“The platform is URL-based,” Sanchez noted. “The retailers have an ecosystem of vendors. We are vendor-agnostic. We say whatever you’re using, we can work with. Every interaction is personalized to the user through all the channels.”
Moreover, Sanchez noted, the Pikato platform is a smart piece of learning software that gets smarter the more often it engages with consumers. Every time the consumer logs in, Sanchez further explained, the information becomes more and more relevant, something he feels is critically important given all of the data and promotions swirling around the shopper in and outside of the store.
Pikato makes it possible for their retail partners — with millions of SKUs, items and promotions all on their websites at any time — to cut through it all and identify the small number of things that a consumer is likely to engage with. Then, present them with a different set of items for each individual consumer.
“The opportunities to acquire consumers are all there. The Facebook pages, the local pages, it’s all there. The retailer has to make sure that when the customer engages with those assets, the consumer gets a relevant call to action,” Sanchez said, “and converts interest to sale.”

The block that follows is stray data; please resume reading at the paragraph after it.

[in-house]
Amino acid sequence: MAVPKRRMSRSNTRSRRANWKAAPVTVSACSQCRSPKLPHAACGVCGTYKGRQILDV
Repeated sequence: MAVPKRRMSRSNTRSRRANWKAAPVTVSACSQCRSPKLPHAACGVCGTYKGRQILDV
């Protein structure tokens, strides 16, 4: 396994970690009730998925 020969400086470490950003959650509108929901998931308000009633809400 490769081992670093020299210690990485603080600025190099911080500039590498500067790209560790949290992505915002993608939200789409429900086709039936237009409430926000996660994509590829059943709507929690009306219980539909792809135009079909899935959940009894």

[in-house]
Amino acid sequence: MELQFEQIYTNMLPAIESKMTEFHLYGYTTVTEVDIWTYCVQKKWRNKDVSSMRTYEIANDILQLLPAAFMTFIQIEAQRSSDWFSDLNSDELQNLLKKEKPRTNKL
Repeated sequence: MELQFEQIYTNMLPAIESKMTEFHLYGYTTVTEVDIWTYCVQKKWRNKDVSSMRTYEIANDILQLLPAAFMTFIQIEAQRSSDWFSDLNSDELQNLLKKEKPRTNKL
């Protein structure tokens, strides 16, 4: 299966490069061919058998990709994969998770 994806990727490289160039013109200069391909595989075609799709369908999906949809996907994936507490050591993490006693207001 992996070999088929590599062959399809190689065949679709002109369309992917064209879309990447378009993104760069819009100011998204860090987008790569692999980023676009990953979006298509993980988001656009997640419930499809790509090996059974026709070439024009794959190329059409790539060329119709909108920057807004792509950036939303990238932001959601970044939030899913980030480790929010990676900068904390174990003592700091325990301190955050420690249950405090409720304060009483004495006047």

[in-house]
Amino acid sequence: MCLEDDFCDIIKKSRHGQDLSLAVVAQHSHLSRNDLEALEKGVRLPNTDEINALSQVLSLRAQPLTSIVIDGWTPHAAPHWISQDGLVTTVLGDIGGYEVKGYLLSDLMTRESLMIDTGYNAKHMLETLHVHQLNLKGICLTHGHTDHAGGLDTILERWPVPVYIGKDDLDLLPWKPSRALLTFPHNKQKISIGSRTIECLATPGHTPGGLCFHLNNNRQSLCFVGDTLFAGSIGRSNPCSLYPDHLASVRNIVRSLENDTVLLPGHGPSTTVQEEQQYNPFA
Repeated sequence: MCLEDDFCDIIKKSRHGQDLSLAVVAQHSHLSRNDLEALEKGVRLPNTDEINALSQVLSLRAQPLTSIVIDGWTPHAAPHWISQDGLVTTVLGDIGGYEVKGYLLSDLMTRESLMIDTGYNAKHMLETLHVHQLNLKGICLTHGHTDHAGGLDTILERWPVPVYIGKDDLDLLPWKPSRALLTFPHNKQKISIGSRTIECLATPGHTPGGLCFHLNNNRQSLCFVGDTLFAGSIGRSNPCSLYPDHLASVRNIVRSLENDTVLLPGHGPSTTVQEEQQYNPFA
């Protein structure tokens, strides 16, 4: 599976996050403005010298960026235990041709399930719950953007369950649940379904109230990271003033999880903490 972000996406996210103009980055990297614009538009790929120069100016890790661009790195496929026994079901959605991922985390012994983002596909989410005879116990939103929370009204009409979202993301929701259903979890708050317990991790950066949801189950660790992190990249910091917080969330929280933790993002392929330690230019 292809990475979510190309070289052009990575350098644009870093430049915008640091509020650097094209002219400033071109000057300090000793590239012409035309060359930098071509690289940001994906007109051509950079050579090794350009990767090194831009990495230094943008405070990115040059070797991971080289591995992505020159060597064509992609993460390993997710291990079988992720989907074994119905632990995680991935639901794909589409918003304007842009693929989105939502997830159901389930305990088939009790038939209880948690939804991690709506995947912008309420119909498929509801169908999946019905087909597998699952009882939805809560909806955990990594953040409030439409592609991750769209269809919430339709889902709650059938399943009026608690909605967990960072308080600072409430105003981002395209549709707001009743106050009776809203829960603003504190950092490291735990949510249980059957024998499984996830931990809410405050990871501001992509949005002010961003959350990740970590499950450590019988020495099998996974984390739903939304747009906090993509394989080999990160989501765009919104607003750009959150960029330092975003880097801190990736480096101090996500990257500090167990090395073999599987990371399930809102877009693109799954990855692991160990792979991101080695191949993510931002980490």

Sanchez says that the proof is in the conversion. According to its AB testing (which stacked Pikato’s personalization platform against more traditional mobile offerings that show all customers the same thing with weekly variations), the company is getting pretty good at getting those 20 objects up and in front of the customer.
“[Pikato] is the 1,100 percent conversion rate pick-up — that is how many more people following through on the mobile offers buy items they are presented in the store.”
And, it bears mentioning, those are big conversion pick-ups for big merchants; Pikato didn’t achieve 1,100 percent because its typical partner only had two customers and so a big growth rate was easy to snag. Sears, Kmart, Target and Kohl’s are all on its customer list, and those big conversion pick-ups translate into mega-sales.
And though all those merchants are different, the lesson for all of them is the same, Alexei Agratchev noted.
“We can not treat everyone as one market segment.”
And, Sanchez noted, you also can’t expect the marketing departments at major retailers to suddenly morph into tech enthusiasts who want nothing more than to enter the IT black box and spend the next 18 months to two years designing and implementing a complex personalization platform.
“We give one marketing automation system, one personalization engine that is very easy to deploy. We don’t have 10 different integration points and 10 different APIs. We have some URLs,” Sanchez explained. “We can get this live and fast. We don’t require IT involvement. A retailer can get [Pikato] up and running in a week and not even mention it to IT.”
Though the acquisition has been announced, there are details still to settle. Financial terms of the deal have not been disclosed as of yet but are expected to be settled by the end of the quarter. The two firms anticipate working closely together, particularly as the most wonderful time of the retail year — holiday shopping — is set to start any minute now.